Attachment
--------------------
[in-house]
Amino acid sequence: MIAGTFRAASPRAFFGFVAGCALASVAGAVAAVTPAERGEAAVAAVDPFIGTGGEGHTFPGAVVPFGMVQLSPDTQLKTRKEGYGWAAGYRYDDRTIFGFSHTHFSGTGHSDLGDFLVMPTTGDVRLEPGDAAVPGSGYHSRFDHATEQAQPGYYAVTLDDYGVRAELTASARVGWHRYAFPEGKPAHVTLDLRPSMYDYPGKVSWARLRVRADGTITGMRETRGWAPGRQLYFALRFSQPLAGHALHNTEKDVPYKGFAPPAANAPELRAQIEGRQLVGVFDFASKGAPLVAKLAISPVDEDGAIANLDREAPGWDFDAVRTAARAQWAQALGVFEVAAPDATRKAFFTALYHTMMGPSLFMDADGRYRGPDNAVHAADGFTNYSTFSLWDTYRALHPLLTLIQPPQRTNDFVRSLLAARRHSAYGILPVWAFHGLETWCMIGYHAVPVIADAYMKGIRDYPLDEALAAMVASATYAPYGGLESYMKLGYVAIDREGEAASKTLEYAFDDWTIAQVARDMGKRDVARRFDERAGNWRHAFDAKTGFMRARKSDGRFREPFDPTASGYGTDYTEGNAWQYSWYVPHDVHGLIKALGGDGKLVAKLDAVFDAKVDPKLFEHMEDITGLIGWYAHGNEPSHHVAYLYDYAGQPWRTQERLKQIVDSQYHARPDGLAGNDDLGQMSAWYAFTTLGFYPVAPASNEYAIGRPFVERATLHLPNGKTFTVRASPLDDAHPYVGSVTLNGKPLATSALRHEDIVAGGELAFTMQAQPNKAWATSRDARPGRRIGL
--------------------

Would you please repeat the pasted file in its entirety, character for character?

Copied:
[in-house]
Amino acid sequence: MIAGTFRAASPRAFFGFVAGCALASVAGAVAAVTPAERGEAAVAAVDPFIGTGGEGHTFPGAVVPFGMVQLSPDTQLKTRKEGYGWAAGYRYDDRTIFGFSHTHFSGTGHSDLGDFLVMPTTGDVRLEPGDAAVPGSGYHSRFDHATEQAQPGYYAVTLDDYGVRAELTASARVGWHRYAFPEGKPAHVTLDLRPSMYDYPGKVSWARLRVRADGTITGMRETRGWAPGRQLYFALRFSQPLAGHALHNTEKDVPYKGFAPPAANAPELRAQIEGRQLVGVFDFASKGAPLVAKLAISPVDEDGAIANLDREAPGWDFDAVRTAARAQWAQALGVFEVAAPDATRKAFFTALYHTMMGPSLFMDADGRYRGPDNAVHAADGFTNYSTFSLWDTYRALHPLLTLIQPPQRTNDFVRSLLAARRHSAYGILPVWAFHGLETWCMIGYHAVPVIADAYMKGIRDYPLDEALAAMVASATYAPYGGLESYMKLGYVAIDREGEAASKTLEYAFDDWTIAQVARDMGKRDVARRFDERAGNWRHAFDAKTGFMRARKSDGRFREPFDPTASGYGTDYTEGNAWQYSWYVPHDVHGLIKALGGDGKLVAKLDAVFDAKVDPKLFEHMEDITGLIGWYAHGNEPSHHVAYLYDYAGQPWRTQERLKQIVDSQYHARPDGLAGNDDLGQMSAWYAFTTLGFYPVAPASNEYAIGRPFVERATLHLPNGKTFTVRASPLDDAHPYVGSVTLNGKPLATSALRHEDIVAGGELAFTMQAQPNKAWATSRDARPGRRIGL